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“Revenge porn” – A new crime in need of a new law?

– Jennifer Lawrence, on the iCloud hacking

So ubiquitous has become the phrase ‘revenge porn’ that the Oxford English Dictionary’s next update will probably include it.  This concept covers both the posting of previously private indecent images by a disgruntled ex-partner or by a malicious hacker.  The combination of the camera phone and the internet provided the fertile ground for this rather nasty set of weeds to grow.  The internet has not created revenge porn, but it has made it easier to do.  Jennifer Lawrence, a victim of the hacking variety, has said what doubtless all victims believe: there should be a law against it.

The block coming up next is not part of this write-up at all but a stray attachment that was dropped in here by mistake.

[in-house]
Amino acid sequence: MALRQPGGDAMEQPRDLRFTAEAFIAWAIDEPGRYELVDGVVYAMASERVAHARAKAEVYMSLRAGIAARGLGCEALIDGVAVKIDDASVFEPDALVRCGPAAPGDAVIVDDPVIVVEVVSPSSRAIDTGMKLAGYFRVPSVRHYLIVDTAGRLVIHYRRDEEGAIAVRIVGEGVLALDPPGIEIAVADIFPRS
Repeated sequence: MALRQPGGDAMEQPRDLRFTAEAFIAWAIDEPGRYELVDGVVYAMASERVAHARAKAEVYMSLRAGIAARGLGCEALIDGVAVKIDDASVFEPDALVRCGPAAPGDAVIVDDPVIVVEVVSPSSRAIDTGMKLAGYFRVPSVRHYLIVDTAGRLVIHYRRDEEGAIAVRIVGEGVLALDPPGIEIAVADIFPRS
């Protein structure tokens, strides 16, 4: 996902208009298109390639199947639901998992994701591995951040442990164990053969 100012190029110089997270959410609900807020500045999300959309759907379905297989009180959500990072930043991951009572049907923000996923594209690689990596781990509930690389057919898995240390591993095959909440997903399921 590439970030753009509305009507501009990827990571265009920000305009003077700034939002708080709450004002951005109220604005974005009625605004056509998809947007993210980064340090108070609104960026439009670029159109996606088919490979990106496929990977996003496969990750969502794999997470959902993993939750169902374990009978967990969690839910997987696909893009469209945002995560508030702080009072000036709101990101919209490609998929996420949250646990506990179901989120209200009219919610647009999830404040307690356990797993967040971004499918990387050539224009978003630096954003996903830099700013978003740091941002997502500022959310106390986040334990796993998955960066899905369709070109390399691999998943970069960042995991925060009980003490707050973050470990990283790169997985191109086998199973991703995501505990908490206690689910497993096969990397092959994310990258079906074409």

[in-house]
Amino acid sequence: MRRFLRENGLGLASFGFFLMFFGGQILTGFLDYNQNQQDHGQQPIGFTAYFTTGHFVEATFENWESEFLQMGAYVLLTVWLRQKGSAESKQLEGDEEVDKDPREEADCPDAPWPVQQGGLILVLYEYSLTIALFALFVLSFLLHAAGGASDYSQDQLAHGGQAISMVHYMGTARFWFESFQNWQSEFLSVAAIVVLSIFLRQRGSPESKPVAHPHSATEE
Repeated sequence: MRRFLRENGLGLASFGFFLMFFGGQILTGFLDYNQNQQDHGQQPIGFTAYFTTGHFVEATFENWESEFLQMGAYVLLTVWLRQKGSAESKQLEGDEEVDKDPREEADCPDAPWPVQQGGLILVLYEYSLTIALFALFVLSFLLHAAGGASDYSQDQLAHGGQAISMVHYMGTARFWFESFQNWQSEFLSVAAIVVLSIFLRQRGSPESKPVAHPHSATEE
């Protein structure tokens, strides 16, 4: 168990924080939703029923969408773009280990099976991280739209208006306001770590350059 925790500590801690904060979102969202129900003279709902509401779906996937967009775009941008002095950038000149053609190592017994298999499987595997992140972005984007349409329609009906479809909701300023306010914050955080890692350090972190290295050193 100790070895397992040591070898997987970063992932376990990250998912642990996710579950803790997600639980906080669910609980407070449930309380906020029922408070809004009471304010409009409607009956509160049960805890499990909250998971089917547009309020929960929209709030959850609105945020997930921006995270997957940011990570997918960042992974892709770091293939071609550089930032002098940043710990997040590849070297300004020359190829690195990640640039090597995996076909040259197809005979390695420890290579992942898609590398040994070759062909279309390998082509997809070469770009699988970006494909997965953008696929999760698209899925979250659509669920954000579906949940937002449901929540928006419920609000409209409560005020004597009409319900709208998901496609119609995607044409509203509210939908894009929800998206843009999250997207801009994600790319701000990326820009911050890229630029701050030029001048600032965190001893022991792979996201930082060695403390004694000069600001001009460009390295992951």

Thirteen American states have passed specific laws, three others already have strong privacy laws which cover this area and thirteen other states have introduced legislation to outlaw revenge porn[1] (although some of the laws do not cover images taken by the subject).  Chris Grayling, the current Justice Secretary, said in July that he is ‘very open’ to changing the law to tackle the issue and now Maria Miller is getting in on the act.  Women’s Aid supports criminalisation.  There was an attempt to insert a clause by amendment into the Criminal Justice and Courts Bill to create a criminal offence.  There seems to be a groundswell in favour of legislation, but do we need another criminal offence?  Should this are be dealt with by civil remedies instead?